Designer for Hire

Say hello to lolochic

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With fabrics that float and shapes for the everywoman, Tucson fashion designer Loreto Echevarria is not only making a name for herself, she’s creating her very own style: ‘lolochic’. By Gillian Drummond.

Photo by Jackie Sterna

Loreto Echevarria’s debut at Tucson Fashion Week. Photo by Jackie Sterna

Loreto Echevarria wears her jewelry like armor. It’s a strategy she started some years ago, whenever she was feeling nervous or insecure. She incorporated big, statement pieces of jewelry into her daily look, often cuff bracelets – one on each wrist Coco Chanel style.

“The accessories ended up being a shield. Whenever I was feeling insecure or nervous I had my jewelry. It was like Wonderwoman. The cuffs helped, as if I was going to deflect some negativity or criticism,” says Loreto.

Photo by Jackie Sterna

Cuffs are part of the ‘lolochic’ look. Photo by Jackie Sterna

So it came as no surprise to her followers when cuffs were included in the designs she presented at Tucson Fashion Week last October. Her models strutted down the catwalk at the Fox Theatre with fabric cuffs on their arms, floaty silk tops and dresses, bright colors, leather shorts and pants, even a cape. It was ancient Greece and comic superheroes and rock chick and a little bit of Star Wars all rolled into one. It was Lolochic – the name she has coined for her fashion design and styling company.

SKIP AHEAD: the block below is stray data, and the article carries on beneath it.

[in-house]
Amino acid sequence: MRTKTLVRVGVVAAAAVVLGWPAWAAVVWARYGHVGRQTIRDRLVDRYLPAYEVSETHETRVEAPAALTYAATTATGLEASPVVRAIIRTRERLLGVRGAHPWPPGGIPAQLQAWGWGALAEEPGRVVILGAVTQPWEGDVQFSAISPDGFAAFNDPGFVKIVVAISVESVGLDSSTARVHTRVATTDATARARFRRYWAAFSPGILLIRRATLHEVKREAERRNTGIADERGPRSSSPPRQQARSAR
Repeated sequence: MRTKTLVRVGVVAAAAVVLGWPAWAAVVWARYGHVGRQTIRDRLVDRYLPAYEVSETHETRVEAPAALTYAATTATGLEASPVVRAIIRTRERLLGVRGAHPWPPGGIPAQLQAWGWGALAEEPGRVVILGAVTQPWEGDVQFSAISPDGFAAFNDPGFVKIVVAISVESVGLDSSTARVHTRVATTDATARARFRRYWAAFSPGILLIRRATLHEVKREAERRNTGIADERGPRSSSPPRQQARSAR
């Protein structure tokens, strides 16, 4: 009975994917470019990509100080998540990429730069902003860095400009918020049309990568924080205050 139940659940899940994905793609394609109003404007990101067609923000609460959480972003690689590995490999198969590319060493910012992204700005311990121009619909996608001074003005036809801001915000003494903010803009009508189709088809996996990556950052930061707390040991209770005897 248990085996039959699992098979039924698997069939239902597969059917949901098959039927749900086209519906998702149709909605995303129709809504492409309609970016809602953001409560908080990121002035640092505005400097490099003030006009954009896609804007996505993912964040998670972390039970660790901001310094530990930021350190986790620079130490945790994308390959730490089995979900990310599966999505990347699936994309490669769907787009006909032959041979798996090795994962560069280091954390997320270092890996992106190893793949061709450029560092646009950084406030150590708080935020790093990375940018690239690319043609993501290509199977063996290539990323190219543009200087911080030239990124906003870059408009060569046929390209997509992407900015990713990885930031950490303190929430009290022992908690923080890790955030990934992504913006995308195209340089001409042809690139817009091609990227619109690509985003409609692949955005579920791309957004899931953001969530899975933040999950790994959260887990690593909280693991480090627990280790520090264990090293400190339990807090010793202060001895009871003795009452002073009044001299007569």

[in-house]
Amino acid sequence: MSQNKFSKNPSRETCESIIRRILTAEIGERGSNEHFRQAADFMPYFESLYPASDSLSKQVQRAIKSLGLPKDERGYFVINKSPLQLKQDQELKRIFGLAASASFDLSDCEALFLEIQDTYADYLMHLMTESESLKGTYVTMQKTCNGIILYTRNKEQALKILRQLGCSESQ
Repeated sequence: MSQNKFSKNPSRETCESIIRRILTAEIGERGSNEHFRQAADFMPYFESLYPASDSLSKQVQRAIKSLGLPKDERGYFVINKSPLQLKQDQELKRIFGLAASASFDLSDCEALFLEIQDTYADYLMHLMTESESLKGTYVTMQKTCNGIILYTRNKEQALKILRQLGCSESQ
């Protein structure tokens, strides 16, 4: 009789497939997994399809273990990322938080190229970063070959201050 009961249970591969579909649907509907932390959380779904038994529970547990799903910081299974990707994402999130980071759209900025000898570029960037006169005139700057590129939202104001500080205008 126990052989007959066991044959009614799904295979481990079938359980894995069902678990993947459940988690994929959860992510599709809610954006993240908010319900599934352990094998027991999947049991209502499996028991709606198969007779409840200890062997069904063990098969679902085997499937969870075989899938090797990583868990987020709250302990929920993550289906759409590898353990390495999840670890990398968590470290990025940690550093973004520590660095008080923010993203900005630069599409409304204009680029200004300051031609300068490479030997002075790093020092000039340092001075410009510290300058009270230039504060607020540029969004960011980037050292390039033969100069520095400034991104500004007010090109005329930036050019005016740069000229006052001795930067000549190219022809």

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Loreto ‘Lolo’ Echevarria. Photo by Alaina Brownell Chapin

Lolo, as Loreto is known to her family and friends, wowed at Tucson Fashion Week with a set of designs that were risk-taking. Lolo had taken a risk herself just by applying. A full-time nurse, she has dabbled in fashion since she was a child. She had long been offering styling and wardrobe consultancy to people, and making garments for a select few. Then she attended 2013 Tucson Fashion Week, a showcase of local and national talent. Inspired, Lolo decided to apply for TFW 2014.

Most fashion designers begin with an idea and a sketchbook. Lolo starts with a fabric. “I fall in love with my fabric. The fabric tells me what it wants to be,” she says. And then, draping it over a dressmaker’s dummy, she begins the process of design.

Her fabric has to not only speak to her, it has to be top-notch in terms of quality. She’s usually to be found at a branch of JoAnn’s or at SAS Fabrics, or ordering online from the likes of Mood Fabrics. She favors something “unique”, usually silks.

Her floaty fabrics and wide, often square, shapes, are designed for all body shapes and types. Says Lolo: “I think  it’s flattering on any size. I want to make something a size 2 as well as a 14, 16 or 18 could wear. It’s about being comfortable.” The leather pants that were part of her collection at Tucson Fashion Week were only leather in the leg; the rest was fabric, not unlike the style of maternity pants. “You can go up 10 or 20 pounds and still fit into them,” she says.